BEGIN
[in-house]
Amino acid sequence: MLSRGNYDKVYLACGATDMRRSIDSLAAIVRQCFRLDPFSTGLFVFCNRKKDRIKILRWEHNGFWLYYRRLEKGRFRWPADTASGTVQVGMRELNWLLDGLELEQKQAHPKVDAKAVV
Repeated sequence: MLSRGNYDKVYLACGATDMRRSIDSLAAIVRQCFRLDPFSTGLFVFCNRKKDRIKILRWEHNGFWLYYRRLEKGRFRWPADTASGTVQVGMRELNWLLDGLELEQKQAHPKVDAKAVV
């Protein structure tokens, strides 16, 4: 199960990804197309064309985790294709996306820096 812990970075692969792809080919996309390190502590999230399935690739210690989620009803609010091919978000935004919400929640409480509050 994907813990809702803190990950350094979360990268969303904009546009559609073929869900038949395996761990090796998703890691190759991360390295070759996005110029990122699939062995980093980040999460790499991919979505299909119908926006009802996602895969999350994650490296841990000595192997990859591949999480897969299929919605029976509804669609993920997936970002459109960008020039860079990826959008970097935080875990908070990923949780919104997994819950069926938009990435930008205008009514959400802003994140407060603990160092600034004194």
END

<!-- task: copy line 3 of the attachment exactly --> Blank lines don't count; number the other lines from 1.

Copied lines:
Repeated sequence: MLSRGNYDKVYLACGATDMRRSIDSLAAIVRQCFRLDPFSTGLFVFCNRKKDRIKILRWEHNGFWLYYRRLEKGRFRWPADTASGTVQVGMRELNWLLDGLELEQKQAHPKVDAKAVV